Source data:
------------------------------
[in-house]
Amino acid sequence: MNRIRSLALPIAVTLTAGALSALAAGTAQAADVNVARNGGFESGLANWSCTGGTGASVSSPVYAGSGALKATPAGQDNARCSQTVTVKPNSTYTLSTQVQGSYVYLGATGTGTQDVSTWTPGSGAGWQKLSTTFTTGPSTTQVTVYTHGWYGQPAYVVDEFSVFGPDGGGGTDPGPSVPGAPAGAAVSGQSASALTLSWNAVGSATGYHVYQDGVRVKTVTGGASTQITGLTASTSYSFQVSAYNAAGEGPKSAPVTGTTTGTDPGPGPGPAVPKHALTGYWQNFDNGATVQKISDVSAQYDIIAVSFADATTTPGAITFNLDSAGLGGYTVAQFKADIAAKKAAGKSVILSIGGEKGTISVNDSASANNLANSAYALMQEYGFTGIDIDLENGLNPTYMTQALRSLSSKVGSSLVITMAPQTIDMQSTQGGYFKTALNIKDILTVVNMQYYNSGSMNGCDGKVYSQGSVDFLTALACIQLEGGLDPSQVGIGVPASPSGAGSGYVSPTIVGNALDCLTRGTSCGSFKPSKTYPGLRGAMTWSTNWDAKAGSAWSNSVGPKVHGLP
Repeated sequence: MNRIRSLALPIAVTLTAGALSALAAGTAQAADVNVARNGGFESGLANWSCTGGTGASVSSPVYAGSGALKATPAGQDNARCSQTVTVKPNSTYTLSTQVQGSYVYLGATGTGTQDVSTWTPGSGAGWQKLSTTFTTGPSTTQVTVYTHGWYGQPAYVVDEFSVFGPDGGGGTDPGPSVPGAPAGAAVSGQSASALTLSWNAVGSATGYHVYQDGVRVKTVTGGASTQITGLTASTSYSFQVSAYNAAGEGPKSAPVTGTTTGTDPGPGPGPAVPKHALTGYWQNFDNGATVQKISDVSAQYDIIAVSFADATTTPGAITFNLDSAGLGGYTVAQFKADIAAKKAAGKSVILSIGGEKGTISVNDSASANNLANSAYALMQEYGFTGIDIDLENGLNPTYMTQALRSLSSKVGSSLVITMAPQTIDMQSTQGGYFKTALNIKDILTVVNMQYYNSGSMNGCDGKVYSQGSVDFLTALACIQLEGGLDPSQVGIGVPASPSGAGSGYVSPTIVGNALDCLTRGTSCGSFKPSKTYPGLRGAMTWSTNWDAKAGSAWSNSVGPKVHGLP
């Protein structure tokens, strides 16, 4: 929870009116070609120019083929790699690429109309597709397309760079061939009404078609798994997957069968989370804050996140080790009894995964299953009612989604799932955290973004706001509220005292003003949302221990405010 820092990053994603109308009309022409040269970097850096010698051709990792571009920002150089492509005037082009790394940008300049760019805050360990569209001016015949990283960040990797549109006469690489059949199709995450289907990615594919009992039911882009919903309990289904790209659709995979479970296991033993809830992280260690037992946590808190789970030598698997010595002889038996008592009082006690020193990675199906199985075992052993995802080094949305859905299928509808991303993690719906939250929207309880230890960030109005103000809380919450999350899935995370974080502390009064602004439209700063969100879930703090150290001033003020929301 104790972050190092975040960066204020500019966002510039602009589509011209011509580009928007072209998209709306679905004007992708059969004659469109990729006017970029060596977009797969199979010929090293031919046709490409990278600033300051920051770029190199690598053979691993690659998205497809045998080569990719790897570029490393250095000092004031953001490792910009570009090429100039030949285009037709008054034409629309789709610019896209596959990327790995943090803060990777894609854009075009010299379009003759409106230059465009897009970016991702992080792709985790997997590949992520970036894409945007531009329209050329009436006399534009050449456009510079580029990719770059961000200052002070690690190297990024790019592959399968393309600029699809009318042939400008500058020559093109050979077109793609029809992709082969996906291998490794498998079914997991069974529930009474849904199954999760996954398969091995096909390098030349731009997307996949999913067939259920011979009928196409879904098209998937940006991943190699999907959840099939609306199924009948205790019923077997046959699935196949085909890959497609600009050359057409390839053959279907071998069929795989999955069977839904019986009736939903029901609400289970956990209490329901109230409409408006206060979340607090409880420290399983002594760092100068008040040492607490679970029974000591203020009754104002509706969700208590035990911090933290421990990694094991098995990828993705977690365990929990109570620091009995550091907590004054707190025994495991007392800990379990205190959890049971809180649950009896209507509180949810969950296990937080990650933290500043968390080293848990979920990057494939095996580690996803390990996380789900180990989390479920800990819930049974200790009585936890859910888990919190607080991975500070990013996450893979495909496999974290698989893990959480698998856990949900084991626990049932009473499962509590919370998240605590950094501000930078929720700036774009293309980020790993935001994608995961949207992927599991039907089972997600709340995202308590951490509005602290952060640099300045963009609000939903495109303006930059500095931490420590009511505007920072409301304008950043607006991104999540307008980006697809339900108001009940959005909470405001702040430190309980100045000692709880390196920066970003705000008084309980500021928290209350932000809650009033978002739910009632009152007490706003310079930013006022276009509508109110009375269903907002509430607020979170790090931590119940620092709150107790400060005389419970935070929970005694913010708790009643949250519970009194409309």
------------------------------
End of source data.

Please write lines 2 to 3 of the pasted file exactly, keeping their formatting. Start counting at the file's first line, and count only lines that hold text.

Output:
Amino acid sequence: MNRIRSLALPIAVTLTAGALSALAAGTAQAADVNVARNGGFESGLANWSCTGGTGASVSSPVYAGSGALKATPAGQDNARCSQTVTVKPNSTYTLSTQVQGSYVYLGATGTGTQDVSTWTPGSGAGWQKLSTTFTTGPSTTQVTVYTHGWYGQPAYVVDEFSVFGPDGGGGTDPGPSVPGAPAGAAVSGQSASALTLSWNAVGSATGYHVYQDGVRVKTVTGGASTQITGLTASTSYSFQVSAYNAAGEGPKSAPVTGTTTGTDPGPGPGPAVPKHALTGYWQNFDNGATVQKISDVSAQYDIIAVSFADATTTPGAITFNLDSAGLGGYTVAQFKADIAAKKAAGKSVILSIGGEKGTISVNDSASANNLANSAYALMQEYGFTGIDIDLENGLNPTYMTQALRSLSSKVGSSLVITMAPQTIDMQSTQGGYFKTALNIKDILTVVNMQYYNSGSMNGCDGKVYSQGSVDFLTALACIQLEGGLDPSQVGIGVPASPSGAGSGYVSPTIVGNALDCLTRGTSCGSFKPSKTYPGLRGAMTWSTNWDAKAGSAWSNSVGPKVHGLP
Repeated sequence: MNRIRSLALPIAVTLTAGALSALAAGTAQAADVNVARNGGFESGLANWSCTGGTGASVSSPVYAGSGALKATPAGQDNARCSQTVTVKPNSTYTLSTQVQGSYVYLGATGTGTQDVSTWTPGSGAGWQKLSTTFTTGPSTTQVTVYTHGWYGQPAYVVDEFSVFGPDGGGGTDPGPSVPGAPAGAAVSGQSASALTLSWNAVGSATGYHVYQDGVRVKTVTGGASTQITGLTASTSYSFQVSAYNAAGEGPKSAPVTGTTTGTDPGPGPGPAVPKHALTGYWQNFDNGATVQKISDVSAQYDIIAVSFADATTTPGAITFNLDSAGLGGYTVAQFKADIAAKKAAGKSVILSIGGEKGTISVNDSASANNLANSAYALMQEYGFTGIDIDLENGLNPTYMTQALRSLSSKVGSSLVITMAPQTIDMQSTQGGYFKTALNIKDILTVVNMQYYNSGSMNGCDGKVYSQGSVDFLTALACIQLEGGLDPSQVGIGVPASPSGAGSGYVSPTIVGNALDCLTRGTSCGSFKPSKTYPGLRGAMTWSTNWDAKAGSAWSNSVGPKVHGLP